When ‘acupuncture’ comes to mind, visions of needles may not only dance through your head, they might also make you wince at the idea of being pricked, poked and probed. The idea is sort of like the anticipation that builds just before a visit to the dentist.
That's our perception. What about whether or not its actually effective — and if it's questionable for humans, could it ever be helpful for our pets?
What is it?
Acupuncture is the practice of inserting needles into the part of the body tissue where nerve bundles and blood vessels intersect. These collections of nervous and vascular tissue are termed acupuncture points. They traverse the body’s surface on meridians (energy channels). These vessels permit a cycle of energy to connect with specific parts of the body — most importantly, those areas, which are causing discomfort and pain.
Viable for Pets?
Figuring out whether this type of medicine is therapeutically viable is a challenge. For starters, it’s mystical references are suspect. Mentions of “Qi [chi]” or “energy flow” can turn off patients who are looking for medical solutions, not what some perceive as ephemeral spiritual ones. Others dismiss the practice based on the placebo effect, or a belief that becomes so strong, patients convince themselves it is working.
However, pets can’t be affected by these cerebral interpretations. Medical procedures with our dogs and cats is physical, not mental. They either feel better because something is or is not working. You can’t trick them into thinking otherwise.
Trained in Eastern Medicine
For pet owners interested in exploring the benefits of acupuncture for their pets, it’s advisable to seek out a veterinarian who’s been trained in traditional eastern medicine.
TCVM [traditional Chinese veterinary medicine] includes acupuncture, acupressure, Chinese herbs, and food energy therapy. It can be integrated into western (conventional) treatments as there are aspects of both that can work synergistically. By integrating western and TCVM approaches, a veterinarian can achieve a more thorough evaluation of a pet’s entire body. In so doing, they will be able to come up with a comprehensive solution for treatment.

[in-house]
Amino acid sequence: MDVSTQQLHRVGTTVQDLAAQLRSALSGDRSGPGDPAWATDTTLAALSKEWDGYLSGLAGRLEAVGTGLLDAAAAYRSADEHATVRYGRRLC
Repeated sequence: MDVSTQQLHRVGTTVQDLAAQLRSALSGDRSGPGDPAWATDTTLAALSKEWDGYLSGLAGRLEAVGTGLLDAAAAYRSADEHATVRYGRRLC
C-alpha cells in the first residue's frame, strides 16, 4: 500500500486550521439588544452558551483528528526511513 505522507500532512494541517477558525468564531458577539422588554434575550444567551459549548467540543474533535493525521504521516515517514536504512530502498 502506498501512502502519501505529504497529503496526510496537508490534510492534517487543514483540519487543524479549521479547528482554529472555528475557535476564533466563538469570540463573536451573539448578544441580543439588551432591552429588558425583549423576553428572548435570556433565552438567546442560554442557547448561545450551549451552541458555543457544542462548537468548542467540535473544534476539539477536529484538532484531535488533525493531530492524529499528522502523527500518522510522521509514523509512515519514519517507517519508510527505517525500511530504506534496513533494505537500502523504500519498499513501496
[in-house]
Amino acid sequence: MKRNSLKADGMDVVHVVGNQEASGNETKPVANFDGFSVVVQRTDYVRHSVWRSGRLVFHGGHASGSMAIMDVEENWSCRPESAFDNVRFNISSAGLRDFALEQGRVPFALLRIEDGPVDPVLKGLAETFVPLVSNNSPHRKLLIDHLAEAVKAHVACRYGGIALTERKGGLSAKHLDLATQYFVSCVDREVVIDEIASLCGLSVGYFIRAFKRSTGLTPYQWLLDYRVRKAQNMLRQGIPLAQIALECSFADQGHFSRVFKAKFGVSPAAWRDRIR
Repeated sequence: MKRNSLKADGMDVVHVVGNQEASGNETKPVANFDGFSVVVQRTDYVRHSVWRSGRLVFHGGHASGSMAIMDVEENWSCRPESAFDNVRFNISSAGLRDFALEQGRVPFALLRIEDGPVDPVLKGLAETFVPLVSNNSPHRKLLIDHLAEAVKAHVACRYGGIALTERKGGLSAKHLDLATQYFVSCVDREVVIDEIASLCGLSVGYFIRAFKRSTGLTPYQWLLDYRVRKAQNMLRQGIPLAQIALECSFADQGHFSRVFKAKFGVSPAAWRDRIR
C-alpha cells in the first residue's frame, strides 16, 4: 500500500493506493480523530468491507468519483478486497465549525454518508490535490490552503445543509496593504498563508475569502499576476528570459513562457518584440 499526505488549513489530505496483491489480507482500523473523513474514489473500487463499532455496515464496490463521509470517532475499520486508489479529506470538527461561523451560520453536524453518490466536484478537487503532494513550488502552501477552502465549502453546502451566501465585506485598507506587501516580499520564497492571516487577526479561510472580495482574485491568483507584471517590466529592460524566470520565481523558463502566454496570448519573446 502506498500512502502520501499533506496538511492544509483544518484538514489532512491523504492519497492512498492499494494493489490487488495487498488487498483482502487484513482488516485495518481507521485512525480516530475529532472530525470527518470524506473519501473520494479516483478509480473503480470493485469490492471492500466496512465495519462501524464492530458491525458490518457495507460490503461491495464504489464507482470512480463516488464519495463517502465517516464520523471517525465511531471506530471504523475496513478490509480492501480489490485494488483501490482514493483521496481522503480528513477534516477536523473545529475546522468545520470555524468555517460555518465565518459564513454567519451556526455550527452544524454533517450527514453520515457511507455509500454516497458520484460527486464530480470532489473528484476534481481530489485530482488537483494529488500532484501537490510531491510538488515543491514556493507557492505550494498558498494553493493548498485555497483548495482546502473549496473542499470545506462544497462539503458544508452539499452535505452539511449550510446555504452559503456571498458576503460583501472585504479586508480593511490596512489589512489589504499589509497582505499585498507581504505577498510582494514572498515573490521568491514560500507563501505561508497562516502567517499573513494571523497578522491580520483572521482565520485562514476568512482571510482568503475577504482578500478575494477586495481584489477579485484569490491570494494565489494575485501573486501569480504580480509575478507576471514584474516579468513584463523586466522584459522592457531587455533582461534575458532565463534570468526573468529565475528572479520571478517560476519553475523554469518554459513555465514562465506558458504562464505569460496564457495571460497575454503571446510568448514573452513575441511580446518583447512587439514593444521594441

The cumulative effects of illness happens over time. Acupuncture should never be considered a quick fix. A report in Petmd.com indicates just reverse. These types of treatments needs to be used as preventative.
Determining and resolving the source of illness is a central tenet of the TCVM approach. It can reduce the cumulative effect of chronic illness with pets treated regularly. Since most pets’ health problems are diagnosed once illness has become very advanced, it’s vital to strive to prevent disease from occurring at the onset.
What Can Veterinary Acupuncture Do for My Dog or Cat?
- Veterinary acupuncture stimulates the release of the body’s own pain relieving and anti-inflammatory substances.
- Relaxation of muscles at the site of needle insertion and more distant locations body is achieved with veterinary acupuncture treatment, creating both a local and generalized pain relieving effect.
- Veterinary acupuncture improves tissue blood flow, oxygenation, and removal of metabolic wastes and toxins.
- Unlike prescription and over the counter pain medications, veterinary acupuncture lacks potential adverse side effects for your pet’s internal organs.
- Your pet’s medications or supplements will not adversely interact with veterinary acupuncture treatment; therefore it can safely be used to treat a variety of illnesses.
The pricing of acupuncture therapy according to WagWalking.com starts as low as $60 per session ranging up to $300. Costs are typically influenced by factors such as the personality of your pet and the nature of their condition as well as the likelihood that they will derive a benefit from the treatment.
So are you convinced to give acupuncture a go? Report back and let us know how it goes? It's been said "a stitch in time saves nine.” Might that also apply to a “prick”?